New British Prime Minister Theresa May announced six members of her Cabinet Wednesday.

Amid a sweeping crackdown on dissent in Egypt, security forces have forcibly disappeared hundreds of people since the beginning of 2015, according to a new report from Amnesty International.

It's an "unprecedented spike," the group says, with an average of three or four people disappeared every day.

The Republican Party, as it prepares for its convention next week has checked off item No. 1 on its housekeeping list — drafting a party platform. The document reflects the conservative views of its authors, many of whom are party activists. So don't look for any concessions to changing views among the broader public on key social issues.

Many public figures who took to Twitter and Facebook following the murder of five police officers in Dallas have faced public blowback and, in some cases, found their employers less than forgiving about inflammatory and sometimes hateful online comments.

As Venezuela unravels — with shortages of food and medicine, as well as runaway inflation — President Nicolas Maduro is increasingly unpopular. But he's still holding onto power.

"The truth in Venezuela is there is real hunger. We are hungry," says a man who has invited me into his house in the northwestern city of Maracaibo, but doesn't want his name used for fear of reprisals by the government.

The wiry man paces angrily as he speaks. It wasn't always this way, he says, showing how loose his pants are now.

Ask a typical teenage girl about the latest slang and girl crushes and you might get answers like "spilling the tea" and Taylor Swift. But at the Girl Up Leadership Summit in Washington, D.C., the answers were "intersectional feminism" — the idea that there's no one-size-fits-all definition of feminism — and U.N. climate chief Christiana Figueres.

Copyright 2016 NPR. To see more, visit

Copyright 2016 NPR. To see more, visit

Copyright 2016 NPR. To see more, visit

Copyright 2016 NPR. To see more, visit


In First Meeting Since 1970s, Afghanistan Tops Pakistan In Soccer

Aug 20, 2013

Soccer fans are strutting in Afghanistan today, after their national team defeated neighboring Pakistan, 3-0, in a friendly match sponsored by FIFA, soccer's governing body. Before Tuesday's match in Kabul, the two teams had not played each other in more than 30 years.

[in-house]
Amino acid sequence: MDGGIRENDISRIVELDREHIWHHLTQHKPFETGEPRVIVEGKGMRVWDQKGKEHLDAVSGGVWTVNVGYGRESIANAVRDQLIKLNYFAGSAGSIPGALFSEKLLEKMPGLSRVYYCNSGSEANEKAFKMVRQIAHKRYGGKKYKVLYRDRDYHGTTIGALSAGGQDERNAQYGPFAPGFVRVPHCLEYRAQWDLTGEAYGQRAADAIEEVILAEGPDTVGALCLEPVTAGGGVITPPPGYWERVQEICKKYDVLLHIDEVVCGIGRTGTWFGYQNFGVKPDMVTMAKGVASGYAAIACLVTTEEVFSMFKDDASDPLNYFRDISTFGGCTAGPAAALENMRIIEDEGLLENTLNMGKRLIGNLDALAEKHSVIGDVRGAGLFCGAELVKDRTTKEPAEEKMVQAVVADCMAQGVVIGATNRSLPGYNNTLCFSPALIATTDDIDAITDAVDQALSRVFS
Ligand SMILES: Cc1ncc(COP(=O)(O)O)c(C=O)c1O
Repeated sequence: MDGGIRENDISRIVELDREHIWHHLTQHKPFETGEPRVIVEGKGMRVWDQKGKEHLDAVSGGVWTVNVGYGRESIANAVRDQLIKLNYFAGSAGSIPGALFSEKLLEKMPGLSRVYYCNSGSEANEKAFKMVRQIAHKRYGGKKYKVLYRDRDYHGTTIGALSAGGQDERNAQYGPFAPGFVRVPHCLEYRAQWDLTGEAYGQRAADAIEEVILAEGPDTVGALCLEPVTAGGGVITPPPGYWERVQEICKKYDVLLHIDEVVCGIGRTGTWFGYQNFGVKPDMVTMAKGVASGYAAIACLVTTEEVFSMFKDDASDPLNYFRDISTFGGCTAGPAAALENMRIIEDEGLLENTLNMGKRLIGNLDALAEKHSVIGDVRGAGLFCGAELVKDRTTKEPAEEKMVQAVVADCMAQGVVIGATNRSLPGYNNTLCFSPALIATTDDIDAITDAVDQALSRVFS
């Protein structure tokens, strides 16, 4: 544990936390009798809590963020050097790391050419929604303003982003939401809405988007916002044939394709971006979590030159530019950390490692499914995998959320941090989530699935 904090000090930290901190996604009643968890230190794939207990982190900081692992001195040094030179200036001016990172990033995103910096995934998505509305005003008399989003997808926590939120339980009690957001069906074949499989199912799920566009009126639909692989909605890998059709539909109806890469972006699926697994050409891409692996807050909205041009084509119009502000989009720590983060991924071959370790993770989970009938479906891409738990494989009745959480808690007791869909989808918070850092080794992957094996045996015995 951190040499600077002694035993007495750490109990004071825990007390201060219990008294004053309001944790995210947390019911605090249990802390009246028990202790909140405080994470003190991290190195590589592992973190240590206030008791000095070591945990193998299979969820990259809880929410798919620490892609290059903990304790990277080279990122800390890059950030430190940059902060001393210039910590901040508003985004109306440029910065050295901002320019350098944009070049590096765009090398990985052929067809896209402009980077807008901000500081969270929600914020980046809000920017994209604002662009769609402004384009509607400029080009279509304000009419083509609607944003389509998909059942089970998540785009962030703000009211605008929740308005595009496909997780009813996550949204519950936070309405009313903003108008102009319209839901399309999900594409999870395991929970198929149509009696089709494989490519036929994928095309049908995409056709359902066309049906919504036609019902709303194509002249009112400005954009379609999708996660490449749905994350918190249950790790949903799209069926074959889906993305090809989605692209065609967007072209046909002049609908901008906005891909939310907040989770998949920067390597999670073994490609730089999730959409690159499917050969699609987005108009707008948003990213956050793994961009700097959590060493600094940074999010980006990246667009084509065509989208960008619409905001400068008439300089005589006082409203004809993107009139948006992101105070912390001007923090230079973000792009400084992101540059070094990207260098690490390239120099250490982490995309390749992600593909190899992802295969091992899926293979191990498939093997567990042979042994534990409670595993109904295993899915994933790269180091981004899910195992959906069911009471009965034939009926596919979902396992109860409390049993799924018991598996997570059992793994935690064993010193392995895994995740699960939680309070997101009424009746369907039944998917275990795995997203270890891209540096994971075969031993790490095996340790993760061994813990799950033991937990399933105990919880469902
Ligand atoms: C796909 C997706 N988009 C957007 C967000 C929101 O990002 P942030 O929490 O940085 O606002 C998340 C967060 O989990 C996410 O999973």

Afghan media relished the win, with the Pajhwok news agency declaring, "Afghanistan lash Pakistan in historic soccer duel."

TOLO News, which televised the game live, noted that it had been a long time since Pakistan's team last visited — and "after today's trouncing, it may be another long wait before they are willing to do so again."

According to the Afghan Premier League, the two national squads last played in 1976, when Afghanistan capped the country's anniversary celebrations with a 1-0 win in Kabul.

NPR's Sean Carberry was at today's game; he filed this report for our Newscast unit:

"Thousands of fans, and hundreds of security forces, packed into the small stadium in Kabul. After a slow start, the Afghan team scored, and then never let Pakistan back into the game.

"Abdullah is a street vendor who paid about three dollars for his ticket.

"'Afghans have suffered 30 years of war,' he says in Dari, 'so we need this kind of entertainment.'

"But Mohammad Yousef Kargar, the coach of the Afghan team, says the game was about more than entertainment.

"'So, one of the prime objectives of this match was to bring two nations together,' he says.

As Sean reports, the 3-0 win certainly united the Afghans. The game is the first in a scheduled home-and-home series between the two nations. It also served as revenge of a sort, as Afghanistan's victory came one day after its national under-23 team lost to Pakistan in cricket.

We apologize to anyone whose DVR plans were spoiled by this report.

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